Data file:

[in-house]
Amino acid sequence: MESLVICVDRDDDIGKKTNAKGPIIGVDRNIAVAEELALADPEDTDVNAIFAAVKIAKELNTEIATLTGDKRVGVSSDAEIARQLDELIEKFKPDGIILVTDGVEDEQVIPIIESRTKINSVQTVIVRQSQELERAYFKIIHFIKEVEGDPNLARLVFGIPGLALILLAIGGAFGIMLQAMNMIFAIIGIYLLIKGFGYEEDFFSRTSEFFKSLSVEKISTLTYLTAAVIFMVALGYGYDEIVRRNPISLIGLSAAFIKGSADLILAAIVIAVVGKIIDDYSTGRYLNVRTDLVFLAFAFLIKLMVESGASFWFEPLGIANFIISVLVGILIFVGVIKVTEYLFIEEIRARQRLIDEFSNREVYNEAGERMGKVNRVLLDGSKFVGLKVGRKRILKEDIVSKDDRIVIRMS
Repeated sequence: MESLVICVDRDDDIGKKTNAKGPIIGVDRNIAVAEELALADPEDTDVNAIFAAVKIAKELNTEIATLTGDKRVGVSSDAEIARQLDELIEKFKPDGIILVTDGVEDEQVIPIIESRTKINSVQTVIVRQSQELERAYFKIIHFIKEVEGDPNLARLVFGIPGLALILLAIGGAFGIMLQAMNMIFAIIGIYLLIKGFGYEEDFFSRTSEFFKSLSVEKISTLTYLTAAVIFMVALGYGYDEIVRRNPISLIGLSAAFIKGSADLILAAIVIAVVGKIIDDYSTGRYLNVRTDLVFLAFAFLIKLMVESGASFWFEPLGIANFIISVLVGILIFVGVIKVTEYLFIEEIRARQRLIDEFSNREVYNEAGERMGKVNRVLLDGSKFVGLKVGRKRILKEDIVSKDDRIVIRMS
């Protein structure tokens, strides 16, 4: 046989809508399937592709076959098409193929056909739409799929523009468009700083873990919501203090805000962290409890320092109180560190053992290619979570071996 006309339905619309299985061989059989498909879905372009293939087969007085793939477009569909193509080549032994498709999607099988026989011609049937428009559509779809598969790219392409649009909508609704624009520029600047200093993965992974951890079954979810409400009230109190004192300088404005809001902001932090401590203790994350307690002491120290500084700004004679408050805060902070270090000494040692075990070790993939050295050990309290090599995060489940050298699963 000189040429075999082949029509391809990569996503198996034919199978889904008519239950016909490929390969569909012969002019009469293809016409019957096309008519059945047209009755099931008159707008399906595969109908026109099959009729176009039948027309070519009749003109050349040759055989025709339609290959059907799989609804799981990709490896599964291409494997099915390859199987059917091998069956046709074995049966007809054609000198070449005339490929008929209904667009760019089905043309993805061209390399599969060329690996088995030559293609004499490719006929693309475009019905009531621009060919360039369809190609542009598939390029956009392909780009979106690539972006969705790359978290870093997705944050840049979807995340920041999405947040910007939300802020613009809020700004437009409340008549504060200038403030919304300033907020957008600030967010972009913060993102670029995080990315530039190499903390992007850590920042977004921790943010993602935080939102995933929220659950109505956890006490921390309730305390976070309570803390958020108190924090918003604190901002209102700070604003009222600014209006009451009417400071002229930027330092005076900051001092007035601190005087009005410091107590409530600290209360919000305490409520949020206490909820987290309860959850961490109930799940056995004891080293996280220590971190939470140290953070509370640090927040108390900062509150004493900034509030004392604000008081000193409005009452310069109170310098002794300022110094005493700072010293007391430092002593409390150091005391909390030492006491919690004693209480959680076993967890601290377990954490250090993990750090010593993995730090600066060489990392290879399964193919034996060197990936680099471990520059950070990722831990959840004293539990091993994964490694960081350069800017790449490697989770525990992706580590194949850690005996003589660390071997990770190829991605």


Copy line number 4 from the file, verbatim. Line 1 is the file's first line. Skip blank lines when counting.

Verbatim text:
């Protein structure tokens, strides 16, 4: 046989809508399937592709076959098409193929056909739409799929523009468009700083873990919501203090805000962290409890320092109180560190053992290619979570071996 006309339905619309299985061989059989498909879905372009293939087969007085793939477009569909193509080549032994498709999607099988026989011609049937428009559509779809598969790219392409649009909508609704624009520029600047200093993965992974951890079954979810409400009230109190004192300088404005809001902001932090401590203790994350307690002491120290500084700004004679408050805060902070270090000494040692075990070790993939050295050990309290090599995060489940050298699963 000189040429075999082949029509391809990569996503198996034919199978889904008519239950016909490929390969569909012969002019009469293809016409019957096309008519059945047209009755099931008159707008399906595969109908026109099959009729176009039948027309070519009749003109050349040759055989025709339609290959059907799989609804799981990709490896599964291409494997099915390859199987059917091998069956046709074995049966007809054609000198070449005339490929008929209904667009760019089905043309993805061209390399599969060329690996088995030559293609004499490719006929693309475009019905009531621009060919360039369809190609542009598939390029956009392909780009979106690539972006969705790359978290870093997705944050840049979807995340920041999405947040910007939300802020613009809020700004437009409340008549504060200038403030919304300033907020957008600030967010972009913060993102670029995080990315530039190499903390992007850590920042977004921790943010993602935080939102995933929220659950109505956890006490921390309730305390976070309570803390958020108190924090918003604190901002209102700070604003009222600014209006009451009417400071002229930027330092005076900051001092007035601190005087009005410091107590409530600290209360919000305490409520949020206490909820987290309860959850961490109930799940056995004891080293996280220590971190939470140290953070509370640090927040108390900062509150004493900034509030004392604000008081000193409005009452310069109170310098002794300022110094005493700072010293007391430092002593409390150091005391909390030492006491919690004693209480959680076993967890601290377990954490250090993990750090010593993995730090600066060489990392290879399964193919034996060197990936680099471990520059950070990722831990959840004293539990091993994964490694960081350069800017790449490697989770525990992706580590194949850690005996003589660390071997990770190829991605």